Smart meter oversight bill heads to Senate

BENNINGTON -- A bill originally introduced by Bennington County Sen. Robert Hartwell, seeking more oversight of smart meters being deployed by electric utilities, has cleared the Senate Finance Committee and will hit the Senate floor.

The bill, S.214, was approved Tuesday by the Finance Committee by a unanimous vote. The bill was changed some, Hartwell said, but he favors the changes.

"I'm really glad that it got as far as it did. I hope to get it passed in the Senate," Hartwell said.

The legislation spells out customers' rights, including a requirement that utilities provide written notice to customers that wireless smart meters use "radio or other wireless means for two-way communication between the meter and the company." The bill also states that customers who choose not to have a wireless smart meter installed can do so at no additional monthly charge, unless the charge is approved by the state's Public Service Board.

Customers could also have a wireless smart meter removed without incurring a charge.

"It's got some provisions about getting rid of the fee and how to opt out," Hartwell said.

The legislation also calls for several reports to be delivered to the Legislature. Two reports would be due on Jan. 1, 2014, and Jan. 1, 2016, on the energy savings realized through smart meters and any breaches to utilities' "cybersecurity infrastructure."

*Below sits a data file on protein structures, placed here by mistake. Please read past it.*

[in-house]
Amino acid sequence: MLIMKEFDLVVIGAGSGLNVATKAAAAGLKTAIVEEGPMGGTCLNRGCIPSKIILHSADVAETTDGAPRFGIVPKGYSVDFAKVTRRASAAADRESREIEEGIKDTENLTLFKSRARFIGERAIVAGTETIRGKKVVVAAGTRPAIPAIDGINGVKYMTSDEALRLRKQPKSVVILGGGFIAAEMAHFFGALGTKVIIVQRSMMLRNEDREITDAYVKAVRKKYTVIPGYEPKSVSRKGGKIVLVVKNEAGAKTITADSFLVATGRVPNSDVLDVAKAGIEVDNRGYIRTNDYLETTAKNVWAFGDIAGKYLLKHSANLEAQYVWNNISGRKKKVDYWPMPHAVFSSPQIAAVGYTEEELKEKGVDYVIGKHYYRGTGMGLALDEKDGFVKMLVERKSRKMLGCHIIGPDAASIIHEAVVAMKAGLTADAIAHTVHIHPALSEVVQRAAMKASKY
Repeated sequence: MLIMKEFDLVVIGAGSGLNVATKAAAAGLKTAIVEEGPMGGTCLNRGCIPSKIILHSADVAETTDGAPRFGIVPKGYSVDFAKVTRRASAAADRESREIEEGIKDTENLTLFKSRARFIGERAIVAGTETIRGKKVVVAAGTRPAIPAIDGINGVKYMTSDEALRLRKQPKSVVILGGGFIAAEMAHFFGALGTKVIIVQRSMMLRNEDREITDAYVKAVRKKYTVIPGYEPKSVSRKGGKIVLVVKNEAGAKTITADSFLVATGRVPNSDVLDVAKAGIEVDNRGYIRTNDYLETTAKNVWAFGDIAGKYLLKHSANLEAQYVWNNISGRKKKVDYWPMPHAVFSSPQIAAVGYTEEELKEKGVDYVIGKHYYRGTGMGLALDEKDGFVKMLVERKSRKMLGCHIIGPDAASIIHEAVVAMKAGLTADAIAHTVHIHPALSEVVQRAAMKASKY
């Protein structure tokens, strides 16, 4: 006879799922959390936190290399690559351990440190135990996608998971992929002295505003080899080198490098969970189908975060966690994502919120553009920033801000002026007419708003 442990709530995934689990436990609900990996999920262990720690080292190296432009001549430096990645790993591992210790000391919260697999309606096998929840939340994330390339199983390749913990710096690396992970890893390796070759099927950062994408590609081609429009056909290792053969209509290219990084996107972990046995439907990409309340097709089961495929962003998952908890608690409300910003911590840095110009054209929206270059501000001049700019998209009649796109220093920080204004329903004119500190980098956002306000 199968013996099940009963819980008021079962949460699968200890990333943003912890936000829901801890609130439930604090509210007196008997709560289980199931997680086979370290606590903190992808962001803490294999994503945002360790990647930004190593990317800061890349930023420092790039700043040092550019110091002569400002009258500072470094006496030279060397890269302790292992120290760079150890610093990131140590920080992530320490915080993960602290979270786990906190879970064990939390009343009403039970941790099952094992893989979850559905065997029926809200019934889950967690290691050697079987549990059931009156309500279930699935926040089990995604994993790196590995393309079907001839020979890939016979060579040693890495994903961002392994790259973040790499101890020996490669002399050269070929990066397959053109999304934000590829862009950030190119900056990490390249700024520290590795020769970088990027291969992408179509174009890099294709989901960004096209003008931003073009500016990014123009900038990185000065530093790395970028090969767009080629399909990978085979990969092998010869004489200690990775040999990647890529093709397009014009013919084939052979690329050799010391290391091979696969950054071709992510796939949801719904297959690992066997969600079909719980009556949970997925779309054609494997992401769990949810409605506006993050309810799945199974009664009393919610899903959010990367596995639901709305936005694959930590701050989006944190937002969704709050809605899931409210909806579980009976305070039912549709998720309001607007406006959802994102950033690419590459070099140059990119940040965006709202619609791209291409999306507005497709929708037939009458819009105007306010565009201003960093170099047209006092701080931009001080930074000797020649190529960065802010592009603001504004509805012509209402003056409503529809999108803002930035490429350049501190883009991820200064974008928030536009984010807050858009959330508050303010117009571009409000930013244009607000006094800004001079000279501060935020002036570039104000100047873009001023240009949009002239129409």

A third health report would be due by Jan. 15, 2013, that includes an update on the Department of Health's current report on "Radio Frequency Radiation and Health."

Hartwell said he remains skeptical of the claims made by utilities that wireless smart meters are harmless. "I think there are some health issues that are associated with it, which the power companies have done a poor job researching. They make a lot of blanket statements," he said.

Hartwell said he also sees "a potentially serious invasion of privacy" from the smart meters. The meters will allow utilities to know how much power households are using at certain times. Because most of the money being used to deploy smart meter systems is from the federal government, that raises privacy issues with the government, Hartwell said.

"I think they are perilously close to being able to tell what you're doing in your own home," he said.

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